There’s a hotly contested issue in healthcare services, and that’s the concept of storing medical data on individual patients in a nationwide database. The purpose of such a database would be to allow coordination of care between doctors and hospitals, no matter where the patient seeks treatment. While some hail this as a potentially lifesaving innovation–as well as a way to curtail the so-called “doc-shoppers” who attempt to access prescription drugs from multiple doctors without their knowledge–there are an equally vocal number of opponents who see this type of initiative as a Big Brother approach to medical care. Apart from the “tracking” idea of following citizens’ medical histories, there are also privacy concerns related to the threat of data breaches and hacking events, thereby giving cybercriminals the entire medical histories of the country’s entire population.
SAP, a long-time medical software developer who’s so far focused on billing and record keeping, for the most part, has announced a new piece of technology that allows hospitals to gather data on patients. Unlike previous iterations of the idea, this one isn’t to collect info on the patient as an individual, but rather to gather information that will help doctors treat similar cases over a widespread area. SAP’s software, called Foundation for Health, can also be used for research purposes.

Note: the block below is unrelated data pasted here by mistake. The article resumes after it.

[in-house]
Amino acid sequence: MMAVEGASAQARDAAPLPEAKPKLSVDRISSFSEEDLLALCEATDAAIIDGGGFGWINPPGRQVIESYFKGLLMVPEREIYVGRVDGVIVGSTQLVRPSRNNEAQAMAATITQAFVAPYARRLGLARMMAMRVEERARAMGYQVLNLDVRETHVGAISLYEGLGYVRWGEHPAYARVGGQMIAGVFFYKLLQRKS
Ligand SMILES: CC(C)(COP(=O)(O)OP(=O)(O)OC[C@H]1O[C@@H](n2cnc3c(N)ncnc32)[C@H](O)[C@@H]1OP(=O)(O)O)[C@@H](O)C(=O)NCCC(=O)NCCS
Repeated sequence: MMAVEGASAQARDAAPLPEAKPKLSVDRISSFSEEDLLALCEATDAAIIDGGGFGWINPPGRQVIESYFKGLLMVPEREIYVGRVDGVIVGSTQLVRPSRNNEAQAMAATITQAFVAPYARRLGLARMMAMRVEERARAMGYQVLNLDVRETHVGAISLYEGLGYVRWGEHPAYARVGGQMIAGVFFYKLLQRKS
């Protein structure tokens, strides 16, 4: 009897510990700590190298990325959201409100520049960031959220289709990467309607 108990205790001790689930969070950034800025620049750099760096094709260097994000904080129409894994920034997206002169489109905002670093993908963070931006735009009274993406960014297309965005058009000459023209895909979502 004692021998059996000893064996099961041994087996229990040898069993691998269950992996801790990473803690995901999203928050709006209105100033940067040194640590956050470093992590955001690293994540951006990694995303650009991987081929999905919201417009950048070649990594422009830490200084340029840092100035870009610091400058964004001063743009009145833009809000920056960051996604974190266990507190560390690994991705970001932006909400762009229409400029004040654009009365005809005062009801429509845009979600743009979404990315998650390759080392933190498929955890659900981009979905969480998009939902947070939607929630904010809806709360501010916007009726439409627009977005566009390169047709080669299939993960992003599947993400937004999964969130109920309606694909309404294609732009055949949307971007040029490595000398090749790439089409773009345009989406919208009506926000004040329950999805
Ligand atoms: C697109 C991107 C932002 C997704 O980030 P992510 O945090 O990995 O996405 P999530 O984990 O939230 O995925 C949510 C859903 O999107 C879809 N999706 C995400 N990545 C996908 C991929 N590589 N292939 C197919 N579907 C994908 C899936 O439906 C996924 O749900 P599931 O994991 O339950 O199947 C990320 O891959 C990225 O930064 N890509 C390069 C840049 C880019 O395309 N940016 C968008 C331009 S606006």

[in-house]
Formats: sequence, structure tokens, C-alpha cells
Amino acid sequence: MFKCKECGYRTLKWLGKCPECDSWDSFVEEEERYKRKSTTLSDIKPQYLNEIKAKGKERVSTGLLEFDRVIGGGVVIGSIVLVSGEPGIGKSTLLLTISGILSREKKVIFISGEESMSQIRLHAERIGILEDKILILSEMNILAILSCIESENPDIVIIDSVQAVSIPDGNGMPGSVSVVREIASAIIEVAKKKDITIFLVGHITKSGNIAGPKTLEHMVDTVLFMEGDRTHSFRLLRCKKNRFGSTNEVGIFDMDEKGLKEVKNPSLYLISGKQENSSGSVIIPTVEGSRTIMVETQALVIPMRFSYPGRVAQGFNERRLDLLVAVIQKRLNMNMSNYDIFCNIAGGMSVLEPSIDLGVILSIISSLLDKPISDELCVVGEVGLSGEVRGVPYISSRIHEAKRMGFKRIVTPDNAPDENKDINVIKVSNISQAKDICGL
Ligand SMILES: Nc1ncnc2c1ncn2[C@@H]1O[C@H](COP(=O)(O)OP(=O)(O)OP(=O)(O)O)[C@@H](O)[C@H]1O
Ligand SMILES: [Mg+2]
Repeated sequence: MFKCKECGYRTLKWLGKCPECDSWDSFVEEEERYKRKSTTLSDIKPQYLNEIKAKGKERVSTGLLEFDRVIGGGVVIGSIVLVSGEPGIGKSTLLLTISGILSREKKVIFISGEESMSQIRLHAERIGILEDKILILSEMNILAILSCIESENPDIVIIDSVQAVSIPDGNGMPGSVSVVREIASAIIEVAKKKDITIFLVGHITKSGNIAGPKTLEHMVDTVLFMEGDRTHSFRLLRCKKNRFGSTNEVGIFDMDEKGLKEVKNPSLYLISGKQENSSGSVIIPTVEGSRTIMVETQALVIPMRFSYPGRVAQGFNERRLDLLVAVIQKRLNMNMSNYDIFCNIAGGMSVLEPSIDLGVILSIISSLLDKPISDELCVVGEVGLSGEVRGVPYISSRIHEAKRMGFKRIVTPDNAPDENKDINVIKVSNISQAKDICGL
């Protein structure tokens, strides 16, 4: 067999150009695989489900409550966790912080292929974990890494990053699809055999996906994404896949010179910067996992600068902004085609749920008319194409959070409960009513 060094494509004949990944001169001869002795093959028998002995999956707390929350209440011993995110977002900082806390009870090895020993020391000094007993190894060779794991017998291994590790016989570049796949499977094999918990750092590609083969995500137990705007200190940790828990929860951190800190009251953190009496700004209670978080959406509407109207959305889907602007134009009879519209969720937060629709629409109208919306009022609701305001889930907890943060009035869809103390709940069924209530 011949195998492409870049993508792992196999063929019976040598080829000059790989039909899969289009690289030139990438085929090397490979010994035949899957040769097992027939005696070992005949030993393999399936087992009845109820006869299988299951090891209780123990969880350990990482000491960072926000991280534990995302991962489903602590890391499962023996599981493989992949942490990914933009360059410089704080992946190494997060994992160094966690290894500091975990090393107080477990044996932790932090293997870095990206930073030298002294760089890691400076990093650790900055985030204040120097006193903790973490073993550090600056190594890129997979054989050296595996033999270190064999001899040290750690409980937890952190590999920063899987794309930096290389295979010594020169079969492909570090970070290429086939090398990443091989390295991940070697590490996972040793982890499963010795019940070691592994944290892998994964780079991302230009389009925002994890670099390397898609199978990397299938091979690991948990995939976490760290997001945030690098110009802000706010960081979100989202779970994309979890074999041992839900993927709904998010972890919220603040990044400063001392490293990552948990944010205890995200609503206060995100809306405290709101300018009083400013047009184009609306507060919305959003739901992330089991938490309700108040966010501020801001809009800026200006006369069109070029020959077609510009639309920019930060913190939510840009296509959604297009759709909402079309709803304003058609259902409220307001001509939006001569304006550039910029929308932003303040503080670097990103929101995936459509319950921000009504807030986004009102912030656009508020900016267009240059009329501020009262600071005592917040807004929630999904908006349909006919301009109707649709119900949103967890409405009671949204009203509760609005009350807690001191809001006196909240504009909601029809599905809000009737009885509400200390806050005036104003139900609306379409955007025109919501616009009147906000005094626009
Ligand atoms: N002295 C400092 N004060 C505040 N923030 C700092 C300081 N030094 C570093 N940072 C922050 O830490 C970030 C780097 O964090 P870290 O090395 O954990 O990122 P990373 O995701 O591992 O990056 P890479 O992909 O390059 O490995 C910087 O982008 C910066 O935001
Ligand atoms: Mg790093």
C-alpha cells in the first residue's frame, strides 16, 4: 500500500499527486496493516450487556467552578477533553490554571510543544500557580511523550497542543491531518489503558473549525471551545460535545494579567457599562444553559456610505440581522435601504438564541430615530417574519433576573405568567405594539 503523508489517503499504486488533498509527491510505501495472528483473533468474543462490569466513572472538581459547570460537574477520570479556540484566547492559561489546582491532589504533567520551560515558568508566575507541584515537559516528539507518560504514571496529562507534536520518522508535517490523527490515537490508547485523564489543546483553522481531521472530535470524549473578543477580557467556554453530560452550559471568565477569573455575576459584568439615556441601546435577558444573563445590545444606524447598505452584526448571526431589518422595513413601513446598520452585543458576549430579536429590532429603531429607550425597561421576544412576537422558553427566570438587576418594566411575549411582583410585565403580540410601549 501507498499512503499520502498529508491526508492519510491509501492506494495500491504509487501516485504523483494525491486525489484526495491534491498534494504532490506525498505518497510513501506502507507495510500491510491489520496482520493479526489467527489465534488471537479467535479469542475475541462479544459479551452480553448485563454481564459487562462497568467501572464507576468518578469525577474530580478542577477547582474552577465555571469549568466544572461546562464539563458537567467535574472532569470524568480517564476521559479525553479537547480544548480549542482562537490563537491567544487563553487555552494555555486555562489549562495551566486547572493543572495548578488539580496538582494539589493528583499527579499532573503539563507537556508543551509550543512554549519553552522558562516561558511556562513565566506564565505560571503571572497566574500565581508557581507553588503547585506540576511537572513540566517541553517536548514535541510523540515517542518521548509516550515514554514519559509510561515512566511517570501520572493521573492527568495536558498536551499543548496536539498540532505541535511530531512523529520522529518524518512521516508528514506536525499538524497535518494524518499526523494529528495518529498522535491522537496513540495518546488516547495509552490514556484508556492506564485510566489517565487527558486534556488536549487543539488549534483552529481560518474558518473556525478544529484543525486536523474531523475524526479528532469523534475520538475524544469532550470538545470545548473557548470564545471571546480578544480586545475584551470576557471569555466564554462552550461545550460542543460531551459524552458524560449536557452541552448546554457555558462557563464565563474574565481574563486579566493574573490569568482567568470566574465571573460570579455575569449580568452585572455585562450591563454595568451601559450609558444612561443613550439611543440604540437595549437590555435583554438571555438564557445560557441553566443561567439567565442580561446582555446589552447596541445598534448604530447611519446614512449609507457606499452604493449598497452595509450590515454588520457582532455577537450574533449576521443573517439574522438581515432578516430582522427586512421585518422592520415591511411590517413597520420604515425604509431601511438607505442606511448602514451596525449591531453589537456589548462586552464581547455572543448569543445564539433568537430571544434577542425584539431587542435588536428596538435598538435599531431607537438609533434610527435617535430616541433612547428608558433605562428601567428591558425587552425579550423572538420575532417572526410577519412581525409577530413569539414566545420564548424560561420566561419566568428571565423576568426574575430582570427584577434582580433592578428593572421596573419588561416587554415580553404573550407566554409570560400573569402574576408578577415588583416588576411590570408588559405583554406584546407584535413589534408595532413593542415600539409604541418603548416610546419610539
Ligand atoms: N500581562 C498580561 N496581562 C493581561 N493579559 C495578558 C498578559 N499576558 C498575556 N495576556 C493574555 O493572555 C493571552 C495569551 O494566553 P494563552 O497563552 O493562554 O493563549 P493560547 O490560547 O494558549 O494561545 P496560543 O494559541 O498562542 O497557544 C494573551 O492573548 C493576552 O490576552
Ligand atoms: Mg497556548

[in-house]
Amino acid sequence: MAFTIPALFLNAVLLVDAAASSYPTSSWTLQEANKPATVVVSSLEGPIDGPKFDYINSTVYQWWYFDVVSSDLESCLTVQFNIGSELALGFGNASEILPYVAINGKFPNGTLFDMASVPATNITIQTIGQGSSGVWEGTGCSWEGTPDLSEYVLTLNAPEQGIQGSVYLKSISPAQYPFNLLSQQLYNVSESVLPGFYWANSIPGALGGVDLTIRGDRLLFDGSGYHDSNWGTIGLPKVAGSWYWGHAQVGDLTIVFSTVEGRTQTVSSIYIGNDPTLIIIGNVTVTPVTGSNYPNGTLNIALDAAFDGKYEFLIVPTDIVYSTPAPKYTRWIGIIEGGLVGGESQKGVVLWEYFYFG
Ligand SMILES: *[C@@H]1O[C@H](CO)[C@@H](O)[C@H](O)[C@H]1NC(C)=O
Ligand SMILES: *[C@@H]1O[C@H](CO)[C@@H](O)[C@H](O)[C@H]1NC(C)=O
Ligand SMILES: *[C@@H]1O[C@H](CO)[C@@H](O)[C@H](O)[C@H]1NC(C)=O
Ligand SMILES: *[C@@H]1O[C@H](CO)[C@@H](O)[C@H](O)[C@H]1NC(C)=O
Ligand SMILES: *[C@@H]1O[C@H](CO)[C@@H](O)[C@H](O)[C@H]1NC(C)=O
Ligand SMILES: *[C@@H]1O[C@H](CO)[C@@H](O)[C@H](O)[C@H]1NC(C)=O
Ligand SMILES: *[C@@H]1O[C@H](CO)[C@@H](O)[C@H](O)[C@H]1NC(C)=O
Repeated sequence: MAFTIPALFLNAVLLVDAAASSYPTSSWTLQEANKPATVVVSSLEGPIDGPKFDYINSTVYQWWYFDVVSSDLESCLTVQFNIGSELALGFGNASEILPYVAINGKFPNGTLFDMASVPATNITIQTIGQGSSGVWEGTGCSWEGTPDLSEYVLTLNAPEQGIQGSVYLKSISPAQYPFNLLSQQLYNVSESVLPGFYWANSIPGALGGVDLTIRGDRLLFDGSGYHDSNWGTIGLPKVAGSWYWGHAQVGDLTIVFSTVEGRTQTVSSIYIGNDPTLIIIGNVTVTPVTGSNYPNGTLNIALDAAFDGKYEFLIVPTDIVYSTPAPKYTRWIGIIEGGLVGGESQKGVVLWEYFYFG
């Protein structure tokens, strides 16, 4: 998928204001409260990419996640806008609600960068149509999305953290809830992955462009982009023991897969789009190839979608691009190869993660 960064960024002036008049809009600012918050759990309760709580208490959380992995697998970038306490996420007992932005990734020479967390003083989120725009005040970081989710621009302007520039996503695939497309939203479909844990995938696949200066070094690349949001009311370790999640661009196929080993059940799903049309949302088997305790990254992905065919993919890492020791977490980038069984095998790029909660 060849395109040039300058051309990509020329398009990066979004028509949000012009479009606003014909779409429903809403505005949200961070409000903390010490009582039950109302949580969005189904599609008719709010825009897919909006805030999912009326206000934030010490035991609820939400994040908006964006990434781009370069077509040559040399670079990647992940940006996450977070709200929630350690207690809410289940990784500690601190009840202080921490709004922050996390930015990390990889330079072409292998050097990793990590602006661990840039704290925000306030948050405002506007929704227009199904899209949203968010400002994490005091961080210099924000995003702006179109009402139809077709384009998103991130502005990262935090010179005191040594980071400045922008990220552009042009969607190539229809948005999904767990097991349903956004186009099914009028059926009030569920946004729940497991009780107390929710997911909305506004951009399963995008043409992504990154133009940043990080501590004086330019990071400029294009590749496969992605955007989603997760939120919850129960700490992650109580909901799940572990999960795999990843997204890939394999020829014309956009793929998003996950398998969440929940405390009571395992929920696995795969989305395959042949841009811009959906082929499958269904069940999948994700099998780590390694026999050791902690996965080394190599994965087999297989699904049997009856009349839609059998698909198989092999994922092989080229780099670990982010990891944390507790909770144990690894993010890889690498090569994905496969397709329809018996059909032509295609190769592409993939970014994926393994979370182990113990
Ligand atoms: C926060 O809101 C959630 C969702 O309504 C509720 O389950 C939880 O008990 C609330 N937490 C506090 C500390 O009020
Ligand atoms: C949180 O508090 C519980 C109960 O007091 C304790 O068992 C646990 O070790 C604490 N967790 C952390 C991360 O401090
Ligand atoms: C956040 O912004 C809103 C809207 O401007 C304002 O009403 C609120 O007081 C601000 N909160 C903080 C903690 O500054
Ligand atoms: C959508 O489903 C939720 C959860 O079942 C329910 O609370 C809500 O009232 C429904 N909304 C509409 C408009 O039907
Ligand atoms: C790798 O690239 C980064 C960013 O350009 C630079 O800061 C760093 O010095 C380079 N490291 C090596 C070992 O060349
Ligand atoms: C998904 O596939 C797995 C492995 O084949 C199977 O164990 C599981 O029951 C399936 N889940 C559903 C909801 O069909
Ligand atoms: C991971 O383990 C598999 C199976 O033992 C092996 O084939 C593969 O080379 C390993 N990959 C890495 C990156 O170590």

According to the developer, “SAP Foundation for Health serves as a platform for personalized-medicine applications by enabling the processing and real-time analysis of big medical data from various sources, in a single system. The platform provides a common database schema, functional libraries, and algorithms for diverse health-associated applications built on top of it. In addition, the platform provides user interfaces for monitoring and administering various aspects of the platform, such as data integration and the clinical data warehouse, as well as end-user applications that provide standard features used separately or together with applications built on top of the platform.”
“By unlocking patient data and uncovering real insights, not just patients but research organizations, life-science companies and research institutes can use technology to realize the full potential of that information and transform the health-care sector into personalized medicine,” Bernd Leukert, SAP executive board member for technology, said at an event in Frankfurt Tuesday.
The software feeds into a database named HANA, which already reportedly has 10,000 users in place. SAP is one of the world’s largest developers of management software for this type of application.